This hasn't proven true for me at all on scales. There is actually a video from awhile back where Greg M and Marshy were dialing in his race bike with (gasp) really long CSs to try and get the bike to "handle right". He noted a 45/55 weight distribution being optimal, at least for Fort Bill, which is obviously not nearly as steep. I still want to aim for something north of 45%, at least with the method I'm using to measure. I rarely go over the bars. I often lose the front wheel. I often have to move my entire body forward to keep ample weight on the front tire. This is exhausting, especially when I'm trying to support all 200lbs of my weight on my front end with my hands.

50/50 may be cruiser bike territory/entry level bike territory, but there are a lot of things not accounted for there such as absolute length and head tube angle. Which is going to change things immenely.

Really, I need to try a lot of this before I can go a lot further, and let my subjective findings backed by objectivity (timing) and then we can worry about somehow explaining all this objectively. Right now all I've got is a theory, but not a ton of testing around it to prove it.

As far as what will my CSs look like? Ideally they'll be of the swiss cheese variety so I can play with a number of positions. It'll be a pain to get my brake mount to work, but I have a dirt bike inspired method.

Doh, lost my reply when I tried to edit:

Measured my own bike with a casual standing position and it was 55:45 with more weight on the rear. If I sit down, it's 68:32. That's not the same standing position I use on the trail--I find that I plow and corner with a much more rearward stance, with my hips further behind the BB than my casual standing position.

Basically recorded the weights, added them up, then divided the rear by the sum to get the %, and confirmed with the front, even though I know I can subtract that from 100. What and how are you and Minnaar measuring?

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2/7/2019 5:31 PM

ninjichor wrote:

Doh, lost my reply when I tried to edit:

Measured my own bike with a casual standing position and it was 55:45 with more weight on the rear. If I sit down, it's 68:32. That's not the same standing position I use on the trail--I find that I plow and corner with a much more rearward stance, with my hips further behind the BB than my casual standing position.

Basically recorded the weights, added them up, then divided the rear by the sum to get the %, and confirmed with the front, even though I know I can subtract that from 100. What and how are you and Minnaar measuring?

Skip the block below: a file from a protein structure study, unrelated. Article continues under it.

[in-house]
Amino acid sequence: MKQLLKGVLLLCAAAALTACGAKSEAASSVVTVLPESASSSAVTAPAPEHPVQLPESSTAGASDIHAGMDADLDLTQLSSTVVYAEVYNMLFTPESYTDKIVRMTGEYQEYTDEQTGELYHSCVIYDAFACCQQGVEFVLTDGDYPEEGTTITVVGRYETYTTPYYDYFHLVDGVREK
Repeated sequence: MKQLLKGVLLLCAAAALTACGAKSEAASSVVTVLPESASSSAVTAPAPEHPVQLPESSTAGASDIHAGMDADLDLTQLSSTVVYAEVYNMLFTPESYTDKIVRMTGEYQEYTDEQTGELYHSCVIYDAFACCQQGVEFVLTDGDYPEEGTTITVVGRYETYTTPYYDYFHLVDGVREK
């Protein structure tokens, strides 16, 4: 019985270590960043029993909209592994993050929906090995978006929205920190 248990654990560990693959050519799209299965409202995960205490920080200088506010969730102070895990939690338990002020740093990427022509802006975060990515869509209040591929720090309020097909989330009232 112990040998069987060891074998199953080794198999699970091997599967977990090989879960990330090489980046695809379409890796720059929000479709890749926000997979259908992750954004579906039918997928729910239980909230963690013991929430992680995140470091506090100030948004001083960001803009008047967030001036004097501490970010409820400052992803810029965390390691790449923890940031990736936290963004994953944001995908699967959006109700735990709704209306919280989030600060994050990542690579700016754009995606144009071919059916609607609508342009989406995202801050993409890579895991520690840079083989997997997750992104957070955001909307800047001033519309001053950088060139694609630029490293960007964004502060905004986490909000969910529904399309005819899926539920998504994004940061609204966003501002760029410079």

Exactly. The lab / garage / shop / pit measurement is a poor analogy to riding. Differences include:

- Stance: neutral, turning, impact
- Slope of the trail
- Use of brakes
- Suspension compression
- Tire traction balance
- Rider strength, especially in the shoulders

Next, exactly what aspects of the ride are we trying to optimize? Any bike - from a cyclocross racer to a tandem - will feel fine when cruising on smooth, flat trails, so weight distribution isn't an end unto itself. Maybe someone's priorities are 50% on traction through loose, flat turns, since balance makes a huge difference there; 20% on slow, steep descents; 20% on fast, rough descents; and 10% on not looping out while climbing. That's a lot more than can be addressed by standing on a bike in your garage with a bathroom scale under each wheel.

Weight distribution and chainstay length are related - in varying degrees - to these handling behaviours, but weight distribution or some formula pertaining to front-centre and rear-centre lengths isn't a universal key to unlocking performance potential.

I'm glad we now have options for geometries that didn't exist a few years ago. Steep seat tube angles and long reaches suit me, but I can see how other riders wouldn't like it. Prioritization of handling on super steep terrain, a fondness for rear wheel carves, and enjoying quick manuals would favour long fronts and short rears. A preference for monster trucking through dusty, fast, wide open trails would favour long fronts and long rears. Vive le choice.

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2/7/2019 5:42 PM

"Prioritization of handling on super steep terrain, a fondness for rear wheel carves, and enjoying quick manuals would favour long fronts and short rears. A preference for monster trucking through dusty, fast, wide open trails would favour long fronts and long rears."

I think the claim "short chainstays suck" is intentionally hyperbolic. What actually sucks is the lack of options for bikes suited for the second use case you mention.

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2/7/2019 5:53 PM

Would it not be cool if such a casual standing position were the position you plowed and cornered in, if you could design geo to be balanced around it? Of course, you'd want to get your CoG lower, but the idea of not having to strain yourself to give proper weight to the wheel that needs it for traction, instead already being in that position more naturally?

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2/7/2019 6:03 PM
Edited Date/Time: 2/7/2019 6:05 PM

ninjichor wrote:

Would it not be cool if such a casual standing position were the position you plowed and cornered in, if you could design geo to be balanced around it? Of course, you'd want to get your CoG lower, but the idea of not having to strain yourself to give proper weight to the wheel that needs it for traction, instead already being in that position more naturally?